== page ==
In a yoga practice, I am the most mindful when I pay attention to how I feel, in that moment, rather than how flexible I hope my body will one day be. When I focus on my breath and the sensations in my body, I am less judgmental of myself, and I find no need to judge others.


As for stress, most of our lives are already filled with “goals,” and these can be huge causes of anxiety. Why bring that stress to the yoga mat by creating arbitrary goals for ourselves, inspired by someone else’s practice?


When it comes to increasing your strength and flexibility, your body is smarter than you think. Whatever depth and intensity it allows you to achieve with a pose, is exactly the right depth and intensity for you at that moment.


At the risk of stating the obvious, if your body is resisting a pose, it’s not good for you to push it. Trying to attain “goal poses” that are out of one’s reach is a huge cause of injury in yoga.


Yoga is supposed to make us feel good. If your goal is to get your foot farther behind your head than someone who gets paid by a brand to do so on Insta, and has likely been doing gymnastics or dance since birth, you’re bound to feel pretty “bad” at yoga.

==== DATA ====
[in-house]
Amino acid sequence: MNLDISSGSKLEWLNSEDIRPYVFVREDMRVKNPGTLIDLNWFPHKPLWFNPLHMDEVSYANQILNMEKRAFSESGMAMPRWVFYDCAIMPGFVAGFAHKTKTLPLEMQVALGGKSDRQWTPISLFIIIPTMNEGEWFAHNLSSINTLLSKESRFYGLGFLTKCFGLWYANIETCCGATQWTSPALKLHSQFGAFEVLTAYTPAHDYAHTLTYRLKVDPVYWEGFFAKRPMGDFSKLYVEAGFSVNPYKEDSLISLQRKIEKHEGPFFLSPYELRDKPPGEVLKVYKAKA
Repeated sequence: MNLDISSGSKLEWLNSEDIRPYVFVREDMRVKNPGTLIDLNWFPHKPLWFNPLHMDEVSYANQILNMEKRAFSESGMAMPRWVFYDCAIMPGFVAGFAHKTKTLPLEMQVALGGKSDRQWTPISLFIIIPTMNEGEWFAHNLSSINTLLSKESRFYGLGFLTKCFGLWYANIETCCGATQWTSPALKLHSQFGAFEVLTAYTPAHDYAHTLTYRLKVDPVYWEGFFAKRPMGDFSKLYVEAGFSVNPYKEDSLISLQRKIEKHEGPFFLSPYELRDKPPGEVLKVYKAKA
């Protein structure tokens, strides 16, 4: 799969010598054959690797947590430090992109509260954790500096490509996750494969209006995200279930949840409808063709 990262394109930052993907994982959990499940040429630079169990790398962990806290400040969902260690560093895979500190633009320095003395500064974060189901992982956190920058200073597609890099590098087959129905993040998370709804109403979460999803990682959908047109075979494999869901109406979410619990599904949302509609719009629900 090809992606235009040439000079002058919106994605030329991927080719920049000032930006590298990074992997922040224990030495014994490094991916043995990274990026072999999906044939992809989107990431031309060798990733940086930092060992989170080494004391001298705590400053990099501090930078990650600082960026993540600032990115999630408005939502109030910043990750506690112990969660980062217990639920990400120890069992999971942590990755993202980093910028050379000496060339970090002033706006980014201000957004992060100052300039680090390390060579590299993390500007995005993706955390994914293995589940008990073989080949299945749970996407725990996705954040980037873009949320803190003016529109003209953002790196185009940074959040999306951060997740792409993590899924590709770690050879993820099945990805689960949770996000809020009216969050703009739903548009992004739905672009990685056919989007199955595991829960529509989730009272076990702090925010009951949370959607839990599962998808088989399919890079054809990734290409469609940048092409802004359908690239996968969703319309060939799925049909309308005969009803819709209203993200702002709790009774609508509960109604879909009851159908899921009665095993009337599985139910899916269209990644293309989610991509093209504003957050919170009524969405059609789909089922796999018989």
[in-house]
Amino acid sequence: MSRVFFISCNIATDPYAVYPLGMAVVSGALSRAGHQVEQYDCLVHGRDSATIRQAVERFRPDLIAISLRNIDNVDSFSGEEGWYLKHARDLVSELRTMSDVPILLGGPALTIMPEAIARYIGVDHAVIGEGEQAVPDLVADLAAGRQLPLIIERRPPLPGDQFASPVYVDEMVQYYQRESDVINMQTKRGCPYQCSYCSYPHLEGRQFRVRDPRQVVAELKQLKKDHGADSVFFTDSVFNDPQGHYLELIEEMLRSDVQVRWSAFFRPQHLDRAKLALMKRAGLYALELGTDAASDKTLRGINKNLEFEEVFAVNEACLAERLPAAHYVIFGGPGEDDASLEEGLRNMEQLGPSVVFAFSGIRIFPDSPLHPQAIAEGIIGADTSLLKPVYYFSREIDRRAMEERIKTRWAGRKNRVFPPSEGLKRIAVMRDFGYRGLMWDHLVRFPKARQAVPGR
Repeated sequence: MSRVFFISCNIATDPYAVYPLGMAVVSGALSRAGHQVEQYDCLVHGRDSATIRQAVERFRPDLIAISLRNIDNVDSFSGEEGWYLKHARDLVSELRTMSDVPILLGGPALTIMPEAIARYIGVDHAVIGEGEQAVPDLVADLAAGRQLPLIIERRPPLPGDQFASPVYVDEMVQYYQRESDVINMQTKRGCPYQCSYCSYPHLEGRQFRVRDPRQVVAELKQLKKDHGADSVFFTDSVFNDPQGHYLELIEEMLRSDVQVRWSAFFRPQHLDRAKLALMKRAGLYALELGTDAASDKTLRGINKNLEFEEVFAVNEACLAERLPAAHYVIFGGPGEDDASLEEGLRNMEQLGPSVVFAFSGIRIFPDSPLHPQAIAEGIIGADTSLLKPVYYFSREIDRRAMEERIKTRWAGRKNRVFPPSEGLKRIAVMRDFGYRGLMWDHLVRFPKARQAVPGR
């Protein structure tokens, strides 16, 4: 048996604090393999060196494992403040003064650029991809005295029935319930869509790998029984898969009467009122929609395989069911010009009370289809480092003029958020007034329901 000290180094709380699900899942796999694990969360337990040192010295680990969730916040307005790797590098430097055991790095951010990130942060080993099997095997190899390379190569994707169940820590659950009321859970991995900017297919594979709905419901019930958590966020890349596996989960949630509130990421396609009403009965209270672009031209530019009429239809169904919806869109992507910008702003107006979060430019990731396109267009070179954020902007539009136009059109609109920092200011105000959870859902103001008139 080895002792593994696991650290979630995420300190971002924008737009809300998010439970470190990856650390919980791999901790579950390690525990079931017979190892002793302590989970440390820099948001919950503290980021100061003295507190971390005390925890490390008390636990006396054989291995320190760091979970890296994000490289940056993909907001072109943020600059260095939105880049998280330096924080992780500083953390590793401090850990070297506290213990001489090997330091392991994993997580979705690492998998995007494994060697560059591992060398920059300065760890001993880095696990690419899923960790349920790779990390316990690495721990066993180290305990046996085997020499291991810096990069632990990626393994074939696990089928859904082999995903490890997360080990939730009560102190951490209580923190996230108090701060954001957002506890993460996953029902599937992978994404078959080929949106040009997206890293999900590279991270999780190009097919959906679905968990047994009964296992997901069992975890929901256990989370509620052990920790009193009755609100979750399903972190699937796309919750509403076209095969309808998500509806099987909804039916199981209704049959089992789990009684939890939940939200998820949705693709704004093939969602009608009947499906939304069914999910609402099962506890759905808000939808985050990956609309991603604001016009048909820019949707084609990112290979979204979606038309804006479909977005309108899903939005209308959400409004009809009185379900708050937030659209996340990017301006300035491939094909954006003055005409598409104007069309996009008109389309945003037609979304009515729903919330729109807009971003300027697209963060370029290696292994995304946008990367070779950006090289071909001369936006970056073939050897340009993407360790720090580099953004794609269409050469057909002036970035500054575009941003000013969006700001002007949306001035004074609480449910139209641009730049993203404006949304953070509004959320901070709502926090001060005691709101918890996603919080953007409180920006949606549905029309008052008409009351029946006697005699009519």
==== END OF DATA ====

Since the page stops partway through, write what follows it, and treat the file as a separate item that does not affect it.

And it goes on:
But the truth is, there’s no actual way to be good or bad at yoga. In the yoga sutras, Patanjali defines yoga as “chitta vritti nirodha”– “the gradual quieting of the mind’s fluctuations.” To me, that means that if you are on this journey at all—if you take the time to try to be present in life, to have an open heart—you are inherently “good” at yoga.


Can you tell how mindful someone is from an Instagram photo? Absolutely not.


But can you see and feel improvements in yourself every single time you practice? Absolutely.

Vinyawesome Yoga and Meditation Blog - Political Dissent and the Modern Yogi

Political Dissent and the Modern Yogi

So excited this post was featured on The Elephant Journal this morning! Such an awesome yoga community.


The image of a protester, red faced and marching on Washington with signs held aloft, seems in discord with that of the peaceful, meditating yogi.

There’s a pervasive idea that yogis can’t be outspoken about injustices in this world without compromising their inner “zen.”

This is nonsense.

Let me start off by saying:

Yoga is not political.

No, not everyone has to be a registered democrat to be a good yogi. We don’t have to be vegan, or pro-life, or Hindu. We don’t have to be anything at all.

But it is compassionate.

One of the key principles of yoga is non-violence (ahimsa), and compassion is one of the main things that we try to cultivate through meditation. If our beliefs align with love and compassion, then they’re yoga.

Yoga connects us to our selves.

Through yoga, we can delve deep inside, quiet the fluctuations of the mind and live at peace in our own heads. The understanding we gain of our true selves is astonishing.

But it is not selfish.

Looking inward does not mean that we ignore the rest of the world the rest of the time. Even those ancient yogis who sat in caves for 8 years eventually came out.READ MORE